Wednesday, June 27, 2012

Why I (heart) Evernote!

Ok, so I've been promising for several months now that I would write about how I use Evernote and why I'm now convinced I wouldn't be able to function without it.  (Thanks to those of you who have kept reminding me that you'd like to hear more about it.  Today is finally your day!) 

So, I love Evernote because...

Evernote helps me capture, organize, and save blog posts I find with ideas I want to try out!  (And it does so in a way that I can actually find them when I want to!)  This is probably the most important and frequent way I use Evernote.
the Firefox web clipper
  • My favorite feature for this is the web clipper, which allows me to basically save a complete image (but more than an image, because it remains edit-able and interactive, with all links live) of the page or article I want.  Once installed for whatever browser you use (I use it in both Firefox and Chrome), it's just a little button on your toolbar that you can push when you find something you want to save!  You can even choose between saving the whole webpage, the article on the page, a selection you've highlighted, or just the url.   I love using the web clipper because then I can actually see the whole articles and pages I saved right inside Evernote, without having to open the page on a browser.  (But the web clipper saves the url with the clip, so if I want to open up the webpage, I can -- like if I want to link to it on a blog post!)
Looking in my "Lesson activities" folder at a note (on the right) created with the web clipper.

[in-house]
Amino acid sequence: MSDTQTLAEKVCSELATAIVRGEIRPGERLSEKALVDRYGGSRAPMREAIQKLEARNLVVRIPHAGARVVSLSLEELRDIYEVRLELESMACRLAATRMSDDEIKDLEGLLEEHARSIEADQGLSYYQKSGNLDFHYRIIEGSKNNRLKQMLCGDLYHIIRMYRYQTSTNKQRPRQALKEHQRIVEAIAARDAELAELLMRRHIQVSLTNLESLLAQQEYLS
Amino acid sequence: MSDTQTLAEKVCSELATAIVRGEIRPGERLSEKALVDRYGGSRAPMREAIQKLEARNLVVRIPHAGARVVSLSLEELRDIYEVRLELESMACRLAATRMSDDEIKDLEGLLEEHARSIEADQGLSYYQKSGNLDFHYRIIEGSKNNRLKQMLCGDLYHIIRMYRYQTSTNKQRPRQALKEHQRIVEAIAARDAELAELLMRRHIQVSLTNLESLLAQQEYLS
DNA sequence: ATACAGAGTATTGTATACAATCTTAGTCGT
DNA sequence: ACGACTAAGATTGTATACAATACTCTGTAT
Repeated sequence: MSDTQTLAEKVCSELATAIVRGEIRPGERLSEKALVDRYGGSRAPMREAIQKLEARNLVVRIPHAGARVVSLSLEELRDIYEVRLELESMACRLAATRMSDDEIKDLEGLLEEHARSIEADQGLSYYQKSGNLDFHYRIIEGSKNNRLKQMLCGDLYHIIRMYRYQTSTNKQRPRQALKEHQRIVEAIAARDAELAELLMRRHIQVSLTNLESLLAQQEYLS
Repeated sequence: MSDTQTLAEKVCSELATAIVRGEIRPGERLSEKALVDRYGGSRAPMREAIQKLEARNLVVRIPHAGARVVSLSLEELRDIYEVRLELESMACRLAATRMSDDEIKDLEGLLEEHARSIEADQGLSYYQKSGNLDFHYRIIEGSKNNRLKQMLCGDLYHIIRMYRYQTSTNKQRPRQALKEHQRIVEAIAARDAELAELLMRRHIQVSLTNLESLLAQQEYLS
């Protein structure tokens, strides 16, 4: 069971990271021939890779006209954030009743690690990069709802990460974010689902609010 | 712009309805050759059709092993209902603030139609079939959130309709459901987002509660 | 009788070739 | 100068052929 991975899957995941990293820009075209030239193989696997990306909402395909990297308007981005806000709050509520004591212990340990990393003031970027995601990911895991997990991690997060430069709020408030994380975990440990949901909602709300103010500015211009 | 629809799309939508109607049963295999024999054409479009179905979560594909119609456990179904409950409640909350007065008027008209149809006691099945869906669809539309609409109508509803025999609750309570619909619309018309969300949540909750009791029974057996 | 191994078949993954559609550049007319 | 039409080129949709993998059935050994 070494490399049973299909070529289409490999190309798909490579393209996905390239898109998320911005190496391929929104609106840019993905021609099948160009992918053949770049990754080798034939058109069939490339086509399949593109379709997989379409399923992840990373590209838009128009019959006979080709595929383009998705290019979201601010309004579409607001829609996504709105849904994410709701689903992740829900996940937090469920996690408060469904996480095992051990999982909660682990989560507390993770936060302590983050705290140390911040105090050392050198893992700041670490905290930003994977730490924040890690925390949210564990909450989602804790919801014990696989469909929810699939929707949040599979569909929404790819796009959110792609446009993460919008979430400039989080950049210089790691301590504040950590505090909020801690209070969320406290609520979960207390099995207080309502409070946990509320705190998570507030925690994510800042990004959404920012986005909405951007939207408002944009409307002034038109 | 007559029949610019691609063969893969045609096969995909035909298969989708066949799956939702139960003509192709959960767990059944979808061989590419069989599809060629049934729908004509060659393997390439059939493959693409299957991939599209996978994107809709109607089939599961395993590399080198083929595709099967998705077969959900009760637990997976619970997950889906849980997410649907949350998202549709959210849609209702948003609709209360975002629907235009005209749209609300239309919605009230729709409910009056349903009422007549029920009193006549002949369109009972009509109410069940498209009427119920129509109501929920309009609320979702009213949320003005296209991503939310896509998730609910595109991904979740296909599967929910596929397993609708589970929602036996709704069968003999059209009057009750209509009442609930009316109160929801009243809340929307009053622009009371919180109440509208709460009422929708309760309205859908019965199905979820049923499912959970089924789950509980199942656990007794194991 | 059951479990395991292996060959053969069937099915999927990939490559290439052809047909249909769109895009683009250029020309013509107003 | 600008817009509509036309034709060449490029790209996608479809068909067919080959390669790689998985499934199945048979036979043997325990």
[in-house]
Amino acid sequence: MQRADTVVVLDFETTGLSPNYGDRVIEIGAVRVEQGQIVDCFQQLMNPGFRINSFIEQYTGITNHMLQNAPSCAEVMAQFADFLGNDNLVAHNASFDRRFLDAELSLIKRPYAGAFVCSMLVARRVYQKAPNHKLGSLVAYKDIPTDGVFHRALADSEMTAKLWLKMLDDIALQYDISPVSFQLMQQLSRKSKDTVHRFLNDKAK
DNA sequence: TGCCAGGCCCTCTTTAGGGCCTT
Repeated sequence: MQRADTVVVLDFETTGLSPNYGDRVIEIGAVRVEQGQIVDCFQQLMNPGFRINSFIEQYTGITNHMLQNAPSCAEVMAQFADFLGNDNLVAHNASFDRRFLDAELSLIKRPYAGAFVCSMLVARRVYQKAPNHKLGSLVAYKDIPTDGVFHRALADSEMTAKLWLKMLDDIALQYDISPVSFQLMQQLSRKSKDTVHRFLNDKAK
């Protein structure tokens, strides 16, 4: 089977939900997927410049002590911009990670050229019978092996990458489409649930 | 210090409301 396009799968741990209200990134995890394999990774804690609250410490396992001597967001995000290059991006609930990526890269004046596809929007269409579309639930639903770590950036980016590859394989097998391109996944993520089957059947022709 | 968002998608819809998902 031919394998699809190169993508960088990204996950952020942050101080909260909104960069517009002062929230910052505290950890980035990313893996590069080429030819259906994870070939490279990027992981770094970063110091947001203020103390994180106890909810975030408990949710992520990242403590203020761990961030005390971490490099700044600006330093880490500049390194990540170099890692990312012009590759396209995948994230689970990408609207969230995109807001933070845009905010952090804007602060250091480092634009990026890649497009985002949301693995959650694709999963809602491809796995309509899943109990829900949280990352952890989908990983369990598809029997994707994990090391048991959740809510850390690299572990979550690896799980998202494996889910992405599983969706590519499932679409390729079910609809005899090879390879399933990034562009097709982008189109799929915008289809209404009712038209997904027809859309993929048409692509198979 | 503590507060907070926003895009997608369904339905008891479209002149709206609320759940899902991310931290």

my folders!
  • Folders (called "Notebooks" in Evernote) help me keep my ideas organized.  I use fairly broad folder categories to help myself browse through my notes -- "Lesson Activities", "Student Project Ideas", and "Student Resources" are my most-frequently used folders.  These are mostly useful if I just want to scroll through my notes to see what's there, not if I'm looking for something really specific.

    some of my tags
  • For me, the life-saving feature of Evernote when it comes to saving teaching ideas from blogs is tagging.  Whenever I add a new note, I put it in the appropriate folder, but I also I tag it with every attribute of the idea that I might possibly want to find later.  Depending on the browser you're using, you can even add the tags you want and choose which folder you want to save your new "note" in right from the web clipper!  Then when I'm planning and I think "ohhh, I read something about a web tool would be perfect for this project...", I just click on my "web tools" tag and I can find that note easily!  (There's also a search feature where I can search all my notes in case I didn't tag it like I thought, which happens only rarely.)

I can create other types of notes too!  Evernote has pretty much replaced my multitude of sticky notes, emails to myself, and little notebooks in my purses.  My life is now way easier because of:
  • Travel plans: I have a "travel" folder with links to hotels, activities, restaurants, lists of things I want to do, and even reservation/purchase confirmations I've clipped with the web clipper.